Orchids are remarkably adapted plants in terms of evolution, are among the most specialized, to the point that there are orchids that only pollinate ( complete their fertilization ) with the help of a single insect, such as vanilla, originating from the islands of the Pacific. This is one of the reasons they are so rare and diverse, causing fascination among their collectors.

Although they are ubiquitous here and chosen as one of the ultimate gifts when someone wants to give someone a flower, not everyone knows the right way to grow an orchid. In this post and over others, I will try to clarify some doubts about the cultivation of this beautiful flower.

To take good care of an orchid, you need to know where it comes from. There are orchids as rare as their habitat, and the smaller the species niche, the more limited its distribution. Slot is the set of structures that sustain the life of a species, such as orchids, where it grows, what kind of substrate (soil) it lays its roots in, the moisture in the air where it lives, in addition to other factors such as temperature, light type, ventilation and insects that are part of their survival.

Once you discover the origin of your orchid  – many of them have this record in the care instructions, but if yours doesn’t, ask the store vendor who can help you – the next step is to reproduce your natural environment, as close as possible.

Currently, the best selling orchids in garden stores are  Phalaenopsis amabilis, golden rain ( Oncidium varicose rogersii ), chocolate orchid ( Oncidium Sharry baby ) and cattleyas. All of them are hardy orchids that bloom for extended periods (their flowers can last up to two months) and thrive once or twice a year with a little care.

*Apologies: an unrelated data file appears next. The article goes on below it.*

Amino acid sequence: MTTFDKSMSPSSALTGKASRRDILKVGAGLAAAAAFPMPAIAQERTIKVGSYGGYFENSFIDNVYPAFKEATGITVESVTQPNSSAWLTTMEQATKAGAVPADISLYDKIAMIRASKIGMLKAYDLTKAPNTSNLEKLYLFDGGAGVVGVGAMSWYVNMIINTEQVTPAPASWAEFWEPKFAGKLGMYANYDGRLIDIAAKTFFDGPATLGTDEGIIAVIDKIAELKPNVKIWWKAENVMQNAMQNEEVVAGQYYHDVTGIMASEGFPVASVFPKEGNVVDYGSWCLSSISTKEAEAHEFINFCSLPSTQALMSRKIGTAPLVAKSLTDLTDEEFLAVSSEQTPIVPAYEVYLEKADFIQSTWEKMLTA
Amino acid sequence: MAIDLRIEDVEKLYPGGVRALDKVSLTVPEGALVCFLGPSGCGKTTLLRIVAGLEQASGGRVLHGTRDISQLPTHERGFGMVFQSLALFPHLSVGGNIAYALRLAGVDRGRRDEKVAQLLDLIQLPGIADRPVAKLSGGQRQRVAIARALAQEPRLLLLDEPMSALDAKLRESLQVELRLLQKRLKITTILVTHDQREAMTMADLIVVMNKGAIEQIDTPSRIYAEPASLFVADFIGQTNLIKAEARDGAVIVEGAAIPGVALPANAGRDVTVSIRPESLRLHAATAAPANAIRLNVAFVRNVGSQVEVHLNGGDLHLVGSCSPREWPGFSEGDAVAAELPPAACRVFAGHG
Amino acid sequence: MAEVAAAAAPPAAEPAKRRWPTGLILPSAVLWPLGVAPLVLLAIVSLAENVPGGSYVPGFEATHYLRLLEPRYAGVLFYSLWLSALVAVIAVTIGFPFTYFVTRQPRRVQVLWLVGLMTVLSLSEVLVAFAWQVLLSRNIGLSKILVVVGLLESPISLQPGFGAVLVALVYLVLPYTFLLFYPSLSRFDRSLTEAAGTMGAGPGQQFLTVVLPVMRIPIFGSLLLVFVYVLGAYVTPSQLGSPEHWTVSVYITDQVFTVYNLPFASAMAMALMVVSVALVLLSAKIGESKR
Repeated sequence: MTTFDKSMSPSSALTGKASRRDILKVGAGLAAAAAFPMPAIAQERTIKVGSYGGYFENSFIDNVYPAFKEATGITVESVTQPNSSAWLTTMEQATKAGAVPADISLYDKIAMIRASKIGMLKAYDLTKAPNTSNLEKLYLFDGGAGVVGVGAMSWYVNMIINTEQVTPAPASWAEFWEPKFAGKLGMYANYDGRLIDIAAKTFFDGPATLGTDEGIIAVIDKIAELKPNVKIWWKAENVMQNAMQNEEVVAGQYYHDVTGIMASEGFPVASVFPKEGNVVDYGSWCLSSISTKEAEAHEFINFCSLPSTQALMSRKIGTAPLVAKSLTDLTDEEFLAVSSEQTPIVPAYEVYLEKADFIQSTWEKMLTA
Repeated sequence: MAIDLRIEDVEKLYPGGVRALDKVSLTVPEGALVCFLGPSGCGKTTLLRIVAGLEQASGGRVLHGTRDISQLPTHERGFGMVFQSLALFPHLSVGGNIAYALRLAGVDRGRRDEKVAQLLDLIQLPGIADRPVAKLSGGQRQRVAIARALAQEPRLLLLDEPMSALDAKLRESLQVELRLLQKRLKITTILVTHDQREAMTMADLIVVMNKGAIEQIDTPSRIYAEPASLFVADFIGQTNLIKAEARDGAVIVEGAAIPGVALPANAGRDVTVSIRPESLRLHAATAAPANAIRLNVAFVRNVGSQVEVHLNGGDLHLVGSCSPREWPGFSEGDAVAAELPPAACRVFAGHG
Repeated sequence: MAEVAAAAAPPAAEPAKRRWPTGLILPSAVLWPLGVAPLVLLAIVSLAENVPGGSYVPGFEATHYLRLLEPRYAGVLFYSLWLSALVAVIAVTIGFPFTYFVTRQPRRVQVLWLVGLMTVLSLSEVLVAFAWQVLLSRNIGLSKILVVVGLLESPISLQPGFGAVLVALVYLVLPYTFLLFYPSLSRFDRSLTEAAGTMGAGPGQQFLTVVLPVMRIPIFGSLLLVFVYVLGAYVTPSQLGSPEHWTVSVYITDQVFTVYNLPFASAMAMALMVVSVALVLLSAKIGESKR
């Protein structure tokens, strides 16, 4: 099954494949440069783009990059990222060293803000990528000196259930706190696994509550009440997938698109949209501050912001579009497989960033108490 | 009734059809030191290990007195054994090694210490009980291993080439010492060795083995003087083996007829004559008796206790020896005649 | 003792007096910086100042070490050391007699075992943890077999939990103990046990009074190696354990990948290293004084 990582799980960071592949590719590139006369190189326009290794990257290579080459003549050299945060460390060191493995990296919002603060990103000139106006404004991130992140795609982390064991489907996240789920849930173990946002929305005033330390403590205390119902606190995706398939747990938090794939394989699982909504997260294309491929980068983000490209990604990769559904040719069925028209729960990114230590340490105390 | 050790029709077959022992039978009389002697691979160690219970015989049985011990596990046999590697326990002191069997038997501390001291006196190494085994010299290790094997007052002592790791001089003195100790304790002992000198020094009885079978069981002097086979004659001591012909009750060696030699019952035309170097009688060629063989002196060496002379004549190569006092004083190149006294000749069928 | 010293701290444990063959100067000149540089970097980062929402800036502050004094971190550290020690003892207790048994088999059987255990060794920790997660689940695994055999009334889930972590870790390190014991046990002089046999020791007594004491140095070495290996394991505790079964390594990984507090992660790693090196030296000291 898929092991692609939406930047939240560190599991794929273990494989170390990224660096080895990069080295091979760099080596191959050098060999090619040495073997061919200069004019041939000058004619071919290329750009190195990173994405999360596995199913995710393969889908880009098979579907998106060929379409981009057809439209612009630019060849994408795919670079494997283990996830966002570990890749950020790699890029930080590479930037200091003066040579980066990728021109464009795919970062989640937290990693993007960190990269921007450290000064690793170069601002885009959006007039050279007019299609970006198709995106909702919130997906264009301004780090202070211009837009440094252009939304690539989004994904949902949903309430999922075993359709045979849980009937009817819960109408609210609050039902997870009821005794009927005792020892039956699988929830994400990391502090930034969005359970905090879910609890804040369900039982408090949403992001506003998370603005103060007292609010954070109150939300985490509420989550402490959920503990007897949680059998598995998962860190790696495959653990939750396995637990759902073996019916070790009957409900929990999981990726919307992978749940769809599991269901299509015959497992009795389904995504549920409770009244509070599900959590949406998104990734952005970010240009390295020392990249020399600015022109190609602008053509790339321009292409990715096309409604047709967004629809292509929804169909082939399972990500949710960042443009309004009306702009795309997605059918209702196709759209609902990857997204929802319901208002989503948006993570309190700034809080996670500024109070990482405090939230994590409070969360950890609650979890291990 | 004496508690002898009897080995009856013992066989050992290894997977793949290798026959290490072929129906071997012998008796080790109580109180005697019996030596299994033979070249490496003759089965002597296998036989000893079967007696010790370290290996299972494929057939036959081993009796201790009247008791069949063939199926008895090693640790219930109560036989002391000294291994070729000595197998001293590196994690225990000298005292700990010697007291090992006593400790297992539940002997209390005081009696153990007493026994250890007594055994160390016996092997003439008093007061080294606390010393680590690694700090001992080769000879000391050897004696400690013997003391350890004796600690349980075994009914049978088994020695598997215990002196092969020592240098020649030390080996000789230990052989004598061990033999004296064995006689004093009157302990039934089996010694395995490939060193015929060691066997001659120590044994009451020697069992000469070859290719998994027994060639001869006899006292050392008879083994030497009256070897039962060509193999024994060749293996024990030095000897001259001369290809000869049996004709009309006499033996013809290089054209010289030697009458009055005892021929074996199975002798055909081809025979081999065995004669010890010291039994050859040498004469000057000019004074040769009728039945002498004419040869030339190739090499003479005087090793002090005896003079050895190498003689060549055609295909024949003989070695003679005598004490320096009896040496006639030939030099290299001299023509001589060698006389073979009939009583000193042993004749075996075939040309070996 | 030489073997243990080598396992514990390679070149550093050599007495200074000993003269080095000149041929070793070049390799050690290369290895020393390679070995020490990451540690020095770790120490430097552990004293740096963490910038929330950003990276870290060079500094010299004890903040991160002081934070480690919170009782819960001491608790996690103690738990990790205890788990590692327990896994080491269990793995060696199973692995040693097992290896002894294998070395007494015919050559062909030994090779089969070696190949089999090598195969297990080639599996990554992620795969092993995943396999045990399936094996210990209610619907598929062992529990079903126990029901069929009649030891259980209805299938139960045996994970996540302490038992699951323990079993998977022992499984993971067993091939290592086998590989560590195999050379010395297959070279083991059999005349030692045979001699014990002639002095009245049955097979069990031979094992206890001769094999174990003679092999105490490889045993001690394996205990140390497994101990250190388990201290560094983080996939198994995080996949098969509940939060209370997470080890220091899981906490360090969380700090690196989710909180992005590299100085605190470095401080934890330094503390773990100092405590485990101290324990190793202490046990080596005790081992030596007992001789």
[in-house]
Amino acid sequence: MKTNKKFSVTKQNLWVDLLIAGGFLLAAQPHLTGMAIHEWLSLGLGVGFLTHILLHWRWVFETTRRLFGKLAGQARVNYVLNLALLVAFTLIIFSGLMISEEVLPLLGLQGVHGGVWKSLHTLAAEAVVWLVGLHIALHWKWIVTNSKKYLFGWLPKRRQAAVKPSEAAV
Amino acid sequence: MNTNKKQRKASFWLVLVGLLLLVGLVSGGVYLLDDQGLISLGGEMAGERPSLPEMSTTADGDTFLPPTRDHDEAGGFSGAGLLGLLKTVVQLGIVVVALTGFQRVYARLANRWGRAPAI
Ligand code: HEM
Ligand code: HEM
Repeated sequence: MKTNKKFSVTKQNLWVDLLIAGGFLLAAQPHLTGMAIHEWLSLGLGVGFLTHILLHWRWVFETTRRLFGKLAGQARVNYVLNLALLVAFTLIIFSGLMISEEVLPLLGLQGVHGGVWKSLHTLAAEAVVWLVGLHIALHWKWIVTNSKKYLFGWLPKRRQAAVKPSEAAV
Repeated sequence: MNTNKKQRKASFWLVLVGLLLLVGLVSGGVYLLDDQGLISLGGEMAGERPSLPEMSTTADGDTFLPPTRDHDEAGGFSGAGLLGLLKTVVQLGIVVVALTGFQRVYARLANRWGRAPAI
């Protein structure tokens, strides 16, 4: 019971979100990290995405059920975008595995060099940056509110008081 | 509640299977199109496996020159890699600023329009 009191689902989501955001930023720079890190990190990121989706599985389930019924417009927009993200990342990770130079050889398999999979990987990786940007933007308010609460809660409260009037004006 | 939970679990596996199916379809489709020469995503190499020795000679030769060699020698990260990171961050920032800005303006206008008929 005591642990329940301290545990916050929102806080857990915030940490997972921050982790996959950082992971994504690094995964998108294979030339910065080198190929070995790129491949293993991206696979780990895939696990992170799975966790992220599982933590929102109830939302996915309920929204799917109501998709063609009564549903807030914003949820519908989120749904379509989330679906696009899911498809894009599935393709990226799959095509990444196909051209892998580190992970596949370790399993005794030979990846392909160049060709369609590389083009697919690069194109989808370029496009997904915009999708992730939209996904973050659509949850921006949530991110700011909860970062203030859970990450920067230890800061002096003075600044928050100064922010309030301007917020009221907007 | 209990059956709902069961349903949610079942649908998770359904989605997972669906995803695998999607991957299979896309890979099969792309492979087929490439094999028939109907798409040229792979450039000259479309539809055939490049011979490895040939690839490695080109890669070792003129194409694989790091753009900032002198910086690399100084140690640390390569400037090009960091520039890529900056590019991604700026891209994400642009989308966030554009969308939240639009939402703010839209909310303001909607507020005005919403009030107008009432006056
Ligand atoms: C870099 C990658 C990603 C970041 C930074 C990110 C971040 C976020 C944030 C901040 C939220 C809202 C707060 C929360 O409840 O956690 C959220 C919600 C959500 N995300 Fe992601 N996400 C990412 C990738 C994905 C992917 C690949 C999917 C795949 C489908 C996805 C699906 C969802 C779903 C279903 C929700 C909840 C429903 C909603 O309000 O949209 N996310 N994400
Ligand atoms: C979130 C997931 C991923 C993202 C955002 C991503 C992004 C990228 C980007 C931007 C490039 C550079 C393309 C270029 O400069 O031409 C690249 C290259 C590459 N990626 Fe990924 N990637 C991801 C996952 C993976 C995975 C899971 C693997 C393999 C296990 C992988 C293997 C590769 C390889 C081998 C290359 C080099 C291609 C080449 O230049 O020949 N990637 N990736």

Today I will talk about the epiphytes or palm trees. The name is complicated, but they are nothing more than the orchids that live in the trees. This species absorbs moisture from the trunk where it is fixed. In it, you find exactly what you need, as it does not tolerate water accumulation in its roots and leaves. If water accumulates, the plant will rot.

Apart from moisture and support, the epiphyte does not extract any food from the trunk. This plant performs photosynthesis from nutrients absorbed from the air and rain, or from fragments that fall close to its roots. In general, the epiphyte blooms up to four times a year, and some produce long stems with multiple flowers. Others have vast and fragrant flowers.

Orchids of this species should be fertilized after the second year of cultivation with appropriate fertilizer for this type of plant.  They should be planted on a substrate of inert material (dry and dead) such as gravel, kinase (expanded clay), diced coconut shell, or any other tree.

Be careful that sunlight does not shine on it after 8 am, not before 5 pm. Water abundantly once a week, wetting leaves and roots like summer rain.

During winter, it may take a little longer for the roots to dry up if you live near the coast, and a little less if you live inland. Avoid watering them on the coldest winter days and during the hottest hours. Yes, orchids are sensitive plants and like pampering, such as spraying their leaves to soften the high temperatures and moisturize them without dampening their roots too much.

As for ventilation, it is essential to know that a light breeze can regulate the temperature of your plant in summer. However, cold winds can cause staining and rot of the buttons. Do not cut the withering flowers or floral stem, as the orchid will reabsorb all the water and nutrients before they fall. Once the stem is completely dry, make sure there is no new floral stem. Before cutting, an old one often feeds the new one, as well as a guide. When you remove it, use a small pair of scissors to do so.

Orchids, more than special flowers!

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